We had owned a 2005 Skoda Fabia for nine years and 55k miles from new, which had served us very well as a runabout and carry-all. We wanted to replace it with something more fun and engaging to drive. It had to be an automatic, as Murray learned to drive in the USA and his UK licence still carries that restriction.
Concluding our retrospective on the difficult birth and growing pains of BMW’s precocious but troubled child.
In Part One we covered the evolution of MINI from its birth in 2000 to 2013. Today we continue the story, examine the company’s current state and imagine its future in the years ahead.
Late 2013 saw the launch of the F56 generation Hatch. Unlike its predecessors, this one was all BMW’s own work, hence the BMW, rather than Rover, model code. It is based on the BMW UKL1 platform, a larger derivative of which, the UKL2, now underpins MINI’s Clubman and Countryman as well as all BMW’s own smaller front and four-wheel drive models. The F56 MINI grew significantly in an effort to Continue reading “BMW’s MINI Misadventure (Part Two)”
A retrospective on the difficult birth and growing pains of BMW’s precocious but troubled child.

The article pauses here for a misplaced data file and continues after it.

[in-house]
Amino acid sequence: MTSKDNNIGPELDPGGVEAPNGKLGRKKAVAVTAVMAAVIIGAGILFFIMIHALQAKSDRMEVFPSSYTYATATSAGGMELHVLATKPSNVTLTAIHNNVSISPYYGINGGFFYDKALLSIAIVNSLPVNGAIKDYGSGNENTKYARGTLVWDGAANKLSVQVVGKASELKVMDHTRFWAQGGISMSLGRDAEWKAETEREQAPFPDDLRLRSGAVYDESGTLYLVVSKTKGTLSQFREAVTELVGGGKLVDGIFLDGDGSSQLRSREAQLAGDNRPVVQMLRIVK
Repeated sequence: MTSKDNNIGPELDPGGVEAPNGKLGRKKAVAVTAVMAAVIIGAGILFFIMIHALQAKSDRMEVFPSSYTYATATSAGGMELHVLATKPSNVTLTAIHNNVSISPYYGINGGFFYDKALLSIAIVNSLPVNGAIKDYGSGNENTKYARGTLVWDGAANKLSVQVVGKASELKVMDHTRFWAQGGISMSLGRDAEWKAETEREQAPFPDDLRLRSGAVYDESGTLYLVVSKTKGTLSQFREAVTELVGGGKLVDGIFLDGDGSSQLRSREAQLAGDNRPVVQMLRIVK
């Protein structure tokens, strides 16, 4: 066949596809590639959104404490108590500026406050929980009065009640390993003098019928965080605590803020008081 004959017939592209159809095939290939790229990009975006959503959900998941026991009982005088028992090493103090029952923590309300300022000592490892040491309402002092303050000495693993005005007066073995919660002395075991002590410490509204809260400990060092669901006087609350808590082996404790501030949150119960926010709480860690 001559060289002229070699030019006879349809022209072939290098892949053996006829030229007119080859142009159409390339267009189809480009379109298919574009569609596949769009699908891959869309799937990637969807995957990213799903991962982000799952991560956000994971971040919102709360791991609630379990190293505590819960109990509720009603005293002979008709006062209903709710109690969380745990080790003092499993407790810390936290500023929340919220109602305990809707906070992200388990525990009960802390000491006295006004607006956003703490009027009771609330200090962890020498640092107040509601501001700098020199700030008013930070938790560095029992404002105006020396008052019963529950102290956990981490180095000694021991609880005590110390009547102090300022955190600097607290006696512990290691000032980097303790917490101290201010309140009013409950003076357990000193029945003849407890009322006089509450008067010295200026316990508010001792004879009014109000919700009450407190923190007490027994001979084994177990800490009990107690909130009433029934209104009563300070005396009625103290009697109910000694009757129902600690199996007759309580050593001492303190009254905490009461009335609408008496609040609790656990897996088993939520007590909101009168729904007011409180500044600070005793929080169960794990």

This year marks the twentieth anniversary of the launch of the first BMW-era MINI, so it’s an appropriate time to look back over the company’s highs and lows, and to imagine how it might evolve in years to come.
A not-so-serious look at the dark art of automotive one-upmanship.
Buying a new car these days is an exhausting process. Manufacturers, in their quest to fill every imaginable (and some unimaginable) micro-niches, now offer ranges that are truly bewildering in their breadth. Your first task is to trawl through the 38 different models and bodystyles (Mercedes’ current UK tally) and choose the one that best suits your needs and pocket.
Have the car rental Gods smiled upon our Canary Island correspondent?
When we make our annual January pilgrimage to Tenerife, I still enjoy a moment of childish excitement as we approach the airport car hire desk, wondering what prize the ‘or similar’ lottery will award us on this occasion. Usually it’s disappointingly familiar VW Group fare such as a Polo or Ibiza, but this time it was the exotically titled Citroën C-Elysée, a name so graceful and poetic that you have to Continue reading ““I Dreamed I Moved Among The Elysian Fields””
We welcome stalwart reader and commenter, Daniel O’ Callaghan to the ranks of DTW guest-writers with a latter-day review of the combatative former BL Chairman’s 1983 memoir.
This book tells the story of the author’s five years as Executive Chairman of BL (formerly British Leyland). Sir Michael Edwardes joined the 99% state owned company in November 1977 at the invitation of the Labour government of James Callaghan. The book charts the many crises faced by the company as it struggled to Continue reading “Back From The Brink – A Review”